JOYCE: It can do that because the auditory circuitry in the brain is less widely distributed than the visual system, so sound signals don't have as far to travel in the brain. And sound gets routed to parts of the brain that deal with very basic functions - places where emotions are generated.
HOROWITZ: We're emotional creatures. Emotions are evolutionary, fast responses - things you don't have to think about.
JOYCE: Avalanche, landslide.
HOROWITZ: Hear that sound - get ready to run from it. Emotions become rapid response systems, and sound drives emotion.
JOYCE: So sound hits you in the gut.
MCQUAY: As the brain listens - and it's always listening - it's wired to seek patterns.
(SOUNDBITE OF MUSIC)
HOROWITZ: The brain is really a wet, sloppy drum machine. It's desperately seeking rhythms.
MCQUAY: We learn to recognize patterns in rhythms and pitch in voices or in nature. And when the pattern is broken...
(SOUNDBITE OF SCREAM)
MCQUAY: It gets our attention because that sound is different.
HOROWITZ: It's no longer regular, and it's becoming pseudo-periodic. And one of the examples of sounds like this is the fingernails-on-the-blackboard phenomenon.
(SOUNDBITE OF FINGERNAILS ON BLACKBOARD)
HOROWITZ: A sound that everybody hates.
JOYCE: And even as the brain is listening to the outside world, it's resonating with that sound like a tuning fork. You can actually hear the brain if you have the right equipment.
HOROWITZ: If you play a sound to a frog - frogs are very, very dependent on sound - you drop an electrode into their auditory nerve, you will hear the sound that the frog is hearing because it is so absolutely represented - change in the frequency or change in the pitch will be represented in how the nerves fire.
JOYCE: In fact, the working brain makes its own sounds continuously. Horowitz calls it a neuronal symphony.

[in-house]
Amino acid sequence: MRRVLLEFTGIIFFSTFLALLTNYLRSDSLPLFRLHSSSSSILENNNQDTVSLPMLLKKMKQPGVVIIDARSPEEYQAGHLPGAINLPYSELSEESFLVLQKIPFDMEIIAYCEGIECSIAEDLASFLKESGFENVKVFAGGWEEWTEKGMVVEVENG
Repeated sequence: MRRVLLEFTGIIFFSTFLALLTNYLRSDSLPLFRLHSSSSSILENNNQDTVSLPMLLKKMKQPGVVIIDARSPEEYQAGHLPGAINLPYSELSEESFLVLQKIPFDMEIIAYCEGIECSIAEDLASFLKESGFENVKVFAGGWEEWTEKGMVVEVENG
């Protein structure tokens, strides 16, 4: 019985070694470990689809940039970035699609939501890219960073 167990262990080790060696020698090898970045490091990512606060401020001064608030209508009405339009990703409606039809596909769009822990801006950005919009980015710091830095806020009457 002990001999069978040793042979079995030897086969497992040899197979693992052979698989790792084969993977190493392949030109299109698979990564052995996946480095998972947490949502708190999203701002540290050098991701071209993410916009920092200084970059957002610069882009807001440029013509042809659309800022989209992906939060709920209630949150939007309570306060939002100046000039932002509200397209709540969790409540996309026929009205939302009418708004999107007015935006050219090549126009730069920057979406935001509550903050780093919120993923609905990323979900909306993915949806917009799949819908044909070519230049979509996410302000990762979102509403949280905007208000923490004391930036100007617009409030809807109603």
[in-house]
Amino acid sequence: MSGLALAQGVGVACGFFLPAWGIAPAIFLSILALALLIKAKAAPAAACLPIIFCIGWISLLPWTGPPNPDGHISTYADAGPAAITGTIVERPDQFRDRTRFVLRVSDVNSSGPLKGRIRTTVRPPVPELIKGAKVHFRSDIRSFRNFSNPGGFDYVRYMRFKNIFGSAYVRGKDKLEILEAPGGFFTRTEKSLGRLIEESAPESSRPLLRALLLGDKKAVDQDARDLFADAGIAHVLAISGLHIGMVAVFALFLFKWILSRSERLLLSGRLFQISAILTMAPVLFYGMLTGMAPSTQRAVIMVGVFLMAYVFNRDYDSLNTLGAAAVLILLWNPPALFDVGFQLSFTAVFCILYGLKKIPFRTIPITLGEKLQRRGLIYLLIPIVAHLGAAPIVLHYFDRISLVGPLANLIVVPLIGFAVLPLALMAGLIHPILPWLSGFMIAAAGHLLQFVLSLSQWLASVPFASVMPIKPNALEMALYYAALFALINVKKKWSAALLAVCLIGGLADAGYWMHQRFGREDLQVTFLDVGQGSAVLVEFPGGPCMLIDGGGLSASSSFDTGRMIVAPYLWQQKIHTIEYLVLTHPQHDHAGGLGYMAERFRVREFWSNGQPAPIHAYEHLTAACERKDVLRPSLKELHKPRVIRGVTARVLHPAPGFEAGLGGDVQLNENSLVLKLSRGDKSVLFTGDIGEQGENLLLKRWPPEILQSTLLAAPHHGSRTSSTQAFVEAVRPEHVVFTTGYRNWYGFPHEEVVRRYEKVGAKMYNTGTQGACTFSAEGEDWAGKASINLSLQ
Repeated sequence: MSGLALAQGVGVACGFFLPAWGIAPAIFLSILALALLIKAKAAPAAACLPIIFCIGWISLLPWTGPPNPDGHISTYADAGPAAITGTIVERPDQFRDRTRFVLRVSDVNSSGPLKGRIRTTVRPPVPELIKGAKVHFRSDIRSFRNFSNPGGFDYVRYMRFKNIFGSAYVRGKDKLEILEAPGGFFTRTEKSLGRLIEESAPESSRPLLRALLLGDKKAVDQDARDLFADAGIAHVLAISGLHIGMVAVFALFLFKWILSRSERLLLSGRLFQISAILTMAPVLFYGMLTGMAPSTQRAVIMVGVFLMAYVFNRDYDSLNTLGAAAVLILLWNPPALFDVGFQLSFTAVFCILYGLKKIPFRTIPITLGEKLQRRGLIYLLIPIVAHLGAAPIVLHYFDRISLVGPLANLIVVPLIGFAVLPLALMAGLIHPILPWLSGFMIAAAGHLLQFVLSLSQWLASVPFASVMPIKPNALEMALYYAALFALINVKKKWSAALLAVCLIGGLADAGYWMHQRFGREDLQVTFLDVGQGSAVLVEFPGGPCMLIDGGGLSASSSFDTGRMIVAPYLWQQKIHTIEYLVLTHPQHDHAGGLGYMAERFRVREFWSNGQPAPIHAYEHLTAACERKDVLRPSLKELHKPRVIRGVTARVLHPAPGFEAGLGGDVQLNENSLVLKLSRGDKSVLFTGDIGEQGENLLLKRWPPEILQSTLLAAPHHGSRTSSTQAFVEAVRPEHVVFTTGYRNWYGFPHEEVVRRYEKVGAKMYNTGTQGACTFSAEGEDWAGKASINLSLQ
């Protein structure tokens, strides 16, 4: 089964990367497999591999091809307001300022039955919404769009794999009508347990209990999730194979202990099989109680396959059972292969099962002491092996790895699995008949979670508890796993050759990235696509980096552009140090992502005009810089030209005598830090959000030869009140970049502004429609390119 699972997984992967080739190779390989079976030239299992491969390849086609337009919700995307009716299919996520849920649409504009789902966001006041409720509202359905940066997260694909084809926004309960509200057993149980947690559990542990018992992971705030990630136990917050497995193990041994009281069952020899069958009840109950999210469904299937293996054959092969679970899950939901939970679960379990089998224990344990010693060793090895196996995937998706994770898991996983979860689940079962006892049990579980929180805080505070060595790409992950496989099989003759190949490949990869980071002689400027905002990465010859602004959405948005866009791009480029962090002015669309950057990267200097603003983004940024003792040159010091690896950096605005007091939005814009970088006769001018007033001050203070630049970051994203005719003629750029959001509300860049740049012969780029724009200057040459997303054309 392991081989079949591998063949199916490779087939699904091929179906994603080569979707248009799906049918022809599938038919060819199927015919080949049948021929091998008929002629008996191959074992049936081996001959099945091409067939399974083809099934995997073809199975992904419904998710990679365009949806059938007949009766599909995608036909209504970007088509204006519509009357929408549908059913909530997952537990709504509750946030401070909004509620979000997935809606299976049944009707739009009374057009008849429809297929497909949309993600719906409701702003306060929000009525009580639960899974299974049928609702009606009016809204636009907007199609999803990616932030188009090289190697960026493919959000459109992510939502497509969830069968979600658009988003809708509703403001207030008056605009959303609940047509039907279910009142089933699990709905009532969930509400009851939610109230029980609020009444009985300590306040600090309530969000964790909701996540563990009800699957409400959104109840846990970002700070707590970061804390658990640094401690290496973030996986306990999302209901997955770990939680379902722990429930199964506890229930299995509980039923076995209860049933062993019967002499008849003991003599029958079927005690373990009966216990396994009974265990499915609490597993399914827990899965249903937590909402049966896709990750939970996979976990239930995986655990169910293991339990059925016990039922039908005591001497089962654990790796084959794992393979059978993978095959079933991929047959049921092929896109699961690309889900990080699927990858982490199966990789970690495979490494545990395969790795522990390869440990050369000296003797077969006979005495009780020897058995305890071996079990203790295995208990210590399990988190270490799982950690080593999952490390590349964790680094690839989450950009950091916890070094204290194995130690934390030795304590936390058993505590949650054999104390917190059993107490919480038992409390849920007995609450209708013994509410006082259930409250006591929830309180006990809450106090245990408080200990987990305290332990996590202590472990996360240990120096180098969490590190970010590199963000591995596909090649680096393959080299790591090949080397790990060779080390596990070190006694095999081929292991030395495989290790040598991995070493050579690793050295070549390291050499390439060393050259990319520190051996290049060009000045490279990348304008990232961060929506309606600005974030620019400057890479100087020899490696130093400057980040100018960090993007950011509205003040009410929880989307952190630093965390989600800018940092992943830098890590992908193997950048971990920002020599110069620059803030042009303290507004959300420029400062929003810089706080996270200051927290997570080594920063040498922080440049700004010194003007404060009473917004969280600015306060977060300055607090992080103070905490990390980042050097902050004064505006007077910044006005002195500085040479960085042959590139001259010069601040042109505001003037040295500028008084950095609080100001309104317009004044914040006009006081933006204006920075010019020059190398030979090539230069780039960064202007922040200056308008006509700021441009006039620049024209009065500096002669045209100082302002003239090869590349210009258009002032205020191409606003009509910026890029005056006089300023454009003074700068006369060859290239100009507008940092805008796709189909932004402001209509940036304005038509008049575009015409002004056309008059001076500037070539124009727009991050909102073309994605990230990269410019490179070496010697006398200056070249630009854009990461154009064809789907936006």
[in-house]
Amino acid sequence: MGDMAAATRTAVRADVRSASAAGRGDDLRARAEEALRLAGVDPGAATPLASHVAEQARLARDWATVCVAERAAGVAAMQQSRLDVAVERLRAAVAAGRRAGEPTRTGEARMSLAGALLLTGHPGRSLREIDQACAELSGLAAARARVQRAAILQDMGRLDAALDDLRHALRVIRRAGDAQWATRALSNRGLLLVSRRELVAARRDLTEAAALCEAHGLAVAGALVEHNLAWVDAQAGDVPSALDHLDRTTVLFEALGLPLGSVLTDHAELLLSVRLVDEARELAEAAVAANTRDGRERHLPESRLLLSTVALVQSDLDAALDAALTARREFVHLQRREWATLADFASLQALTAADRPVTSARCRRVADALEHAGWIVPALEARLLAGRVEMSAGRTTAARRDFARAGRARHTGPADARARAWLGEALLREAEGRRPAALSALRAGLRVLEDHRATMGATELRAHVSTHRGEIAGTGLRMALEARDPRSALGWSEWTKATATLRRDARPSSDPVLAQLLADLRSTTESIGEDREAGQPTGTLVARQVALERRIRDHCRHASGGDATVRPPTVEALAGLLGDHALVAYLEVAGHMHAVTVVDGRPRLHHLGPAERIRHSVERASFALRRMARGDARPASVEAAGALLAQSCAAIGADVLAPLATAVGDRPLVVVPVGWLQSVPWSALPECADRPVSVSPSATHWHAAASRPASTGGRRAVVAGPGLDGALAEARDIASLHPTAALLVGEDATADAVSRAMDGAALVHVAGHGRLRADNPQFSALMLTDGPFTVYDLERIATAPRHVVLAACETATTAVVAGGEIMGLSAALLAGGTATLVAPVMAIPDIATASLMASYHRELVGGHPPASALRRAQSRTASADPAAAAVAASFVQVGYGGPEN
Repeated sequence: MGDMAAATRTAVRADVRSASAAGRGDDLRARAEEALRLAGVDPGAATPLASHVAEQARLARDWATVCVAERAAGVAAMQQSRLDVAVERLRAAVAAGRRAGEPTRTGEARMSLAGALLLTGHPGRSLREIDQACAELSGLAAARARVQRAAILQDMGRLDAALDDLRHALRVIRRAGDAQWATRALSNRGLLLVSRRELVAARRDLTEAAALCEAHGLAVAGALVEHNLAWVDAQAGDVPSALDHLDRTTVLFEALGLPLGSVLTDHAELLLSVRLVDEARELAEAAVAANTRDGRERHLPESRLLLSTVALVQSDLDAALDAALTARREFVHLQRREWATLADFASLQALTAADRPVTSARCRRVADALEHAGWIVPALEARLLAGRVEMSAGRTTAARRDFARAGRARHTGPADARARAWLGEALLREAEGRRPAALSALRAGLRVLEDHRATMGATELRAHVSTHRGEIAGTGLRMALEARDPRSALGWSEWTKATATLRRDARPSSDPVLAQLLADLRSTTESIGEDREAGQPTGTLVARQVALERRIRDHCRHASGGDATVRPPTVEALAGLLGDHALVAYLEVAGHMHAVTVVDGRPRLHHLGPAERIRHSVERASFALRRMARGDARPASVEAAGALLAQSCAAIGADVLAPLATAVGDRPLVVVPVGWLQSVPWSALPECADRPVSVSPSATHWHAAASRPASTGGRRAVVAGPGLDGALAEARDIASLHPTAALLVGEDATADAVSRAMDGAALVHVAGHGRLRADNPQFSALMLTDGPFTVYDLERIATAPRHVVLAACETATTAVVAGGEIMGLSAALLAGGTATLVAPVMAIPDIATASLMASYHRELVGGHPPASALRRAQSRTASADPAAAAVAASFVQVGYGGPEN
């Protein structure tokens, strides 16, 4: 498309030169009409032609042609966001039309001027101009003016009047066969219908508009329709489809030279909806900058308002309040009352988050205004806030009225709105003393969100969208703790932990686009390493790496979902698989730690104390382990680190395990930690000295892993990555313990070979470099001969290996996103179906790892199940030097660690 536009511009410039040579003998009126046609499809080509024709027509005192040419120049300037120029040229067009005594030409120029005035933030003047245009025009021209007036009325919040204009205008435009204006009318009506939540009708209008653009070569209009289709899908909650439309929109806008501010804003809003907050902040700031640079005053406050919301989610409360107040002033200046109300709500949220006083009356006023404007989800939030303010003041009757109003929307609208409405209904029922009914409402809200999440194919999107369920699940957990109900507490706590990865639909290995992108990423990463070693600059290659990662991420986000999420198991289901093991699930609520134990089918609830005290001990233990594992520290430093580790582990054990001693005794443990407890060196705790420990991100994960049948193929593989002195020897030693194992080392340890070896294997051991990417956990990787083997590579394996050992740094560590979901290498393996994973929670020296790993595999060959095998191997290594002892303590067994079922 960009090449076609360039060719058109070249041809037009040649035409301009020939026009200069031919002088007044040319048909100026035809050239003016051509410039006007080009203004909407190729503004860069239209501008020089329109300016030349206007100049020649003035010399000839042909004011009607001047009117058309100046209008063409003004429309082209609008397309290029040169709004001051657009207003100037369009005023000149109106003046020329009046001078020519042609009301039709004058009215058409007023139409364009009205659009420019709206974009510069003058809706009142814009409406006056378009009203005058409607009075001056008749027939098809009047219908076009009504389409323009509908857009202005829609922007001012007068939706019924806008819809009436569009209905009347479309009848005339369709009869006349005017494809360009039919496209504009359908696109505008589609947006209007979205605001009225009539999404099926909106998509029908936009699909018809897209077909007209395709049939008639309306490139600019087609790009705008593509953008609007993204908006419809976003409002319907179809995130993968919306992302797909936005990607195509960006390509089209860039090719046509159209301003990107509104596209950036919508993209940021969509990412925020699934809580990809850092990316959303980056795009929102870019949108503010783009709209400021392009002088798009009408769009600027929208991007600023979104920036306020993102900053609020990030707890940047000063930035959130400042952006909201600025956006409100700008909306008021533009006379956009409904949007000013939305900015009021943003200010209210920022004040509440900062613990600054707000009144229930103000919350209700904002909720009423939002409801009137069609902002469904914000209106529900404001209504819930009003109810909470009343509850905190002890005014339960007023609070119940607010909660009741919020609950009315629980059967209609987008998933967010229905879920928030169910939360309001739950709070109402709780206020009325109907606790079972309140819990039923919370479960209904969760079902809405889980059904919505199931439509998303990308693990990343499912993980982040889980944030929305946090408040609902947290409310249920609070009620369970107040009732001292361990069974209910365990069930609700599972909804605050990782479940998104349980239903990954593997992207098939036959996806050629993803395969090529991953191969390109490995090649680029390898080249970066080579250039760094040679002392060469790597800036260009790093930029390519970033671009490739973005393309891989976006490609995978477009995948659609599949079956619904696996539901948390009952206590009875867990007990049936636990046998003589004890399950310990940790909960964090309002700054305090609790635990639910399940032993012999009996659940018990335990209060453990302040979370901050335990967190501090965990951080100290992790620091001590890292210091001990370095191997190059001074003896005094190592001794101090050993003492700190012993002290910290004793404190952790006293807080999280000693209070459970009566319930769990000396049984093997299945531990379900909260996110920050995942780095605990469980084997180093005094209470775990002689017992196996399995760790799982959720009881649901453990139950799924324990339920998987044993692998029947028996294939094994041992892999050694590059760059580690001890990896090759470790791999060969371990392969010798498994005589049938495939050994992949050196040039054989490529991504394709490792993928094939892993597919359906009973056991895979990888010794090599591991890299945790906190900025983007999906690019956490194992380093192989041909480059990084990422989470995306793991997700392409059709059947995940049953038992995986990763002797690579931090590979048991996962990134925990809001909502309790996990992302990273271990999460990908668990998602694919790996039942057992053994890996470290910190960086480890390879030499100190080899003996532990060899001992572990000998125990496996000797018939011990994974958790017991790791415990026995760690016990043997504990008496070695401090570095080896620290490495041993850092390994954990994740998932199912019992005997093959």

HOROWITZ: It's sort of sounds like a well-tuned, old-school radio noise or crackling sound. You actually start hearing tonality, and you start hearing little songs.
JOYCE: Horowitz can even identify parts of the brain by their particular sounds.
MCQUAY: He's listened to just about anything you can hear on Earth. Now he started thinking about sound that's unearthly, literally. Space is full of electromagnetic radiation - just another form of vibration. Scientists have taken to turning it into sound to study it. This is the microwave radiation from the Big Bang when the universe was created.
JOYCE: And Horowitz wonders if there's intentional sound out there as well.
HOROWITZ: If we do find life on other planets - anything more complex than the simplest of microbes or viruses - we're going to find them having vibrational sensitivity.
MCQUAY: And they might just be making noise.
JOYCE: Maybe, says Horowitz, noise that we can recognize.
HOROWITZ: (Imitating instrument).
(SOUNDBITE OF MUSIC)
JOYCE: Keep listening.
MCQUAY: Who knows what you'll hear. I'm Bill McQuay.
JOYCE: And I'm Christopher Joyce, NPR News. Transcript provided by NPR, Copyright NPR.